Now, when we have calculated EBITDA and the segment's financing costs it is possible to calculate the economic income through the formula: economic income = EBITDA - segment's financing costs. In the case of the Pipeline segment, in 2013 the economic income was $152,438 thousand ($277,164 thousand - $124,726 thousand).
Positive economic income means that a business generates value. And vice versa.
Economic income of NuStar's business segments.
Now I can put all the data into one table to present the economic income generated by each business segment.
As the table shows, since 2009 the Pipeline segment has been the best NuStar's business line. Until 2013 it has been generating around $100 million of the economic income each year. The second-rank segment is "Storage", generating about 50% less of the economic income than the Pipeline segment. The worst segment is "Fuels marketing" - this business line has been destroying the economic value of the company (most of the time the segment has been generating the economic loss). The decision to exit the asphalt business was definitely right and now the positive results of that step can be seen (in the first quarter 2014 the segment generated only a small economic loss).
But the most impressive thing happened in 2013. This year the economic income generated by "Pipeline" was higher by around 64% than in 2012. The table below evidences the throughput generated by this segment:
As can be spotted in the table above, since 2011 the throughput, measured by the average amount of barrels transported daily by the company's pipeline system has been growing rather steadily through the years. In 2013 the throughput was just 1% higher than in 2012 so this tiny growth is not responsible for the excellent segment's results. So let us look at the revenues reported by the Pipeline segment:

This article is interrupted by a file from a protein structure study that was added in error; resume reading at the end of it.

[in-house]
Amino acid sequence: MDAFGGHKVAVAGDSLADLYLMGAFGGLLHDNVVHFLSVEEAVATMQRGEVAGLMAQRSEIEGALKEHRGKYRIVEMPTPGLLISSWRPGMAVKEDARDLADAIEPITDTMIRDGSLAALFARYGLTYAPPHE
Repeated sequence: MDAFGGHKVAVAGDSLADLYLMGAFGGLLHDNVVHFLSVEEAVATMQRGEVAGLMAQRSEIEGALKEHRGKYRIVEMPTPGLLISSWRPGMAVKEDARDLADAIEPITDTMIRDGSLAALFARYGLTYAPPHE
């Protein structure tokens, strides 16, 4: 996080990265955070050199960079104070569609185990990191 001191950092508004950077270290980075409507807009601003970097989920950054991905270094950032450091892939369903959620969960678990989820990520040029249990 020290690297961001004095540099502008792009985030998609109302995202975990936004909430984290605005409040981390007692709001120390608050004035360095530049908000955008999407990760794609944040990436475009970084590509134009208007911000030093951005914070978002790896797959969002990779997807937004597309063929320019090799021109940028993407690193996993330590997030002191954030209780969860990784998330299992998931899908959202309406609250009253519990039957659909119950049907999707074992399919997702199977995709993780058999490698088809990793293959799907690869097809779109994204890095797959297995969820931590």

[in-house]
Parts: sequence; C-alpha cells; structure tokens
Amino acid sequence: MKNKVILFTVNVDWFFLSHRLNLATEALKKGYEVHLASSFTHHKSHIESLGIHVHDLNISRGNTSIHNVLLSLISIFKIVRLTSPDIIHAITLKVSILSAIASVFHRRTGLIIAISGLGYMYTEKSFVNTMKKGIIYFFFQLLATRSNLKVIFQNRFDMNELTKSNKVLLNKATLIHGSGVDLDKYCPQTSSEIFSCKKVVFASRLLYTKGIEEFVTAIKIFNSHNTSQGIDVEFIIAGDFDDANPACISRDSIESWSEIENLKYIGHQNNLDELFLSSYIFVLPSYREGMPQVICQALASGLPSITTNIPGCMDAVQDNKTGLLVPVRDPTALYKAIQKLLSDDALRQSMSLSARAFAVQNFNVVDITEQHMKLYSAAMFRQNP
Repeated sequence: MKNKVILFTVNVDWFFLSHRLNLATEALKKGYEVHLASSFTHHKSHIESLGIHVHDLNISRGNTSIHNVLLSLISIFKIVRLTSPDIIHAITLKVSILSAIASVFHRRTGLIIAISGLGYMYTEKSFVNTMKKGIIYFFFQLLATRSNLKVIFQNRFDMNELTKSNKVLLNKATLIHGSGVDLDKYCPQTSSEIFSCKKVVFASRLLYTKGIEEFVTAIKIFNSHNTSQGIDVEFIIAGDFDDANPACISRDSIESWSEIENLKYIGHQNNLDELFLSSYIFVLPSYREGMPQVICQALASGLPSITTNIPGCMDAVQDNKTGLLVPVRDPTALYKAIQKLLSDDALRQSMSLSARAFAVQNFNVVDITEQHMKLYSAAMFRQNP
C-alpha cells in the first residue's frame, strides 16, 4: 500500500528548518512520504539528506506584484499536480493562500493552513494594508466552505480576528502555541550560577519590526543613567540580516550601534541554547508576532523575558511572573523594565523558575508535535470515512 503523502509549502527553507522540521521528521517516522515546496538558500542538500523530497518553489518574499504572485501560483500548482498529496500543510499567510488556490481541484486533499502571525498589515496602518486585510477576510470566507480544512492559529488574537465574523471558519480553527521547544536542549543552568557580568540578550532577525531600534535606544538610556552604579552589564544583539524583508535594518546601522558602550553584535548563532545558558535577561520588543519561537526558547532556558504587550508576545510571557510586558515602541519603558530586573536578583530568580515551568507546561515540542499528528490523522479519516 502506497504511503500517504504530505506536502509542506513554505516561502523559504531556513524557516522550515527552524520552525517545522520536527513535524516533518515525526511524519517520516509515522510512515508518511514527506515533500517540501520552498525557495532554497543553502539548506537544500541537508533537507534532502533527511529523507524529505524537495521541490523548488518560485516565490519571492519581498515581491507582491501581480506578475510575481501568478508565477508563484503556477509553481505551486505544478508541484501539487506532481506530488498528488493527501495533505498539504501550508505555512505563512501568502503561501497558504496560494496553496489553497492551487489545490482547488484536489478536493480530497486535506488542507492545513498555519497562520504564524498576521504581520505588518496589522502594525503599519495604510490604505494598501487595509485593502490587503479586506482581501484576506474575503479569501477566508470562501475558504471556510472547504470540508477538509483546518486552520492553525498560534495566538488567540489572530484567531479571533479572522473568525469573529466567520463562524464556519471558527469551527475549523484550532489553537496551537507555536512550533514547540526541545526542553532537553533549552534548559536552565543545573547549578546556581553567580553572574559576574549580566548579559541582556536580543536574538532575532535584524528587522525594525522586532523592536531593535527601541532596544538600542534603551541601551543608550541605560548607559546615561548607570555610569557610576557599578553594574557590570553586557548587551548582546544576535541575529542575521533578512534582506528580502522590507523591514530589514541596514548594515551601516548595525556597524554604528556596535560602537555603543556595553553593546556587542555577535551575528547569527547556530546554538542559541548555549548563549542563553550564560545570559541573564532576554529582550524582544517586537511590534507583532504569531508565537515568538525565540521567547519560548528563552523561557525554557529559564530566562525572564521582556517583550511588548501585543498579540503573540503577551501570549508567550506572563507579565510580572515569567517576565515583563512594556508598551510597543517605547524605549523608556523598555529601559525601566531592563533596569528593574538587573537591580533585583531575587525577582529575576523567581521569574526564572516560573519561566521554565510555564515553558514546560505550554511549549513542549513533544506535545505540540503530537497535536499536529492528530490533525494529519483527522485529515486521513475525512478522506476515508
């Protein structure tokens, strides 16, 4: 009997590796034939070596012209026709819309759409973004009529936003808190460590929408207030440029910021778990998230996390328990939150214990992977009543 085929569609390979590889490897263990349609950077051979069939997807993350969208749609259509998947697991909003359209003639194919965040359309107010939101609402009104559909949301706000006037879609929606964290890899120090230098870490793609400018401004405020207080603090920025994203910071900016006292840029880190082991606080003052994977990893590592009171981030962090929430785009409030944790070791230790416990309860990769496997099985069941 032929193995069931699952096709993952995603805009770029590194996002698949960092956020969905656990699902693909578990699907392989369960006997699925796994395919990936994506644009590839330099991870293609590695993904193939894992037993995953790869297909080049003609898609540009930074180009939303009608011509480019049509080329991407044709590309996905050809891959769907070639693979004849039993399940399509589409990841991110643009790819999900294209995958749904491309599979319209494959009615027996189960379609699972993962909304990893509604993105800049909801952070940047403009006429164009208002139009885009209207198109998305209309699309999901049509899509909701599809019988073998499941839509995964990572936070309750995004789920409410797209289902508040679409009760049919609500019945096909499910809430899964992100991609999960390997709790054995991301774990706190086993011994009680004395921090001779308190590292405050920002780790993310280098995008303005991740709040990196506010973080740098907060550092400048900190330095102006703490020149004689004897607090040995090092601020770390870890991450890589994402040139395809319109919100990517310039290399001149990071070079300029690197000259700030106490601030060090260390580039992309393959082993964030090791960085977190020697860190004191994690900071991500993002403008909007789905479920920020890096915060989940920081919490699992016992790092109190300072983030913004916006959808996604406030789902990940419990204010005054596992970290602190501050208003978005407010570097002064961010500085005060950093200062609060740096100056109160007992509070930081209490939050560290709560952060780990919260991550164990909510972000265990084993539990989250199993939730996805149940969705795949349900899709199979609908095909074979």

Thousands of dollars
As the table evidences, the revenues in 2013 were 20.9% higher than in 2012. The main reason for this increase is higher tariffs attributed to crude oil pipeline, gathering and storage assets in the Eagle Ford Shale region; these assets were acquired at the end of 2012 from TexStar Midstream Services LP for approximately $325 million; these higher than average tariffs plus the July 1, 2013 FERC tariff adjustment increased the overall tariffs charged by NuStar
What is more, the Pipeline segment's share in NuStar's revenues in 2013 is higher than in 2012, which is a positive factor - growing share of the most profitable segment. In 2013 this share was 44% (in 2012 it was 39.6%).
In the first quarter 2014 both segments (Pipeline and Storage) were still creating a relevant value for the partnership.
One simple digression
In 2013 the Fuels Marketing segment generated the economic loss; in the first quarter 2014 the economic income was nearly negligible. It seems that this segment is weighing the partnership down and even the exiting the asphalt business is not going to change this situation. Therefore, in my opinion, it seems to be reasonable to consider exiting this segment entirely.
Exiting the asphalt business was a milestone event for the partnership because NuStar has withdrawn from the value destroying business. Now the management is able to focus on the value creating segments - Pipeline and Storage. These businesses create a relevant value for the partnership and year 2013 was the best example of this.
Disclosure: I have no positions in any stocks mentioned, and no plans to initiate any positions within the next 72 hours. I wrote this article myself, and it expresses my own opinions. I am not receiving compensation for it (other than from Seeking Alpha). I have no business relationship with any company whose stock is mentioned in this article.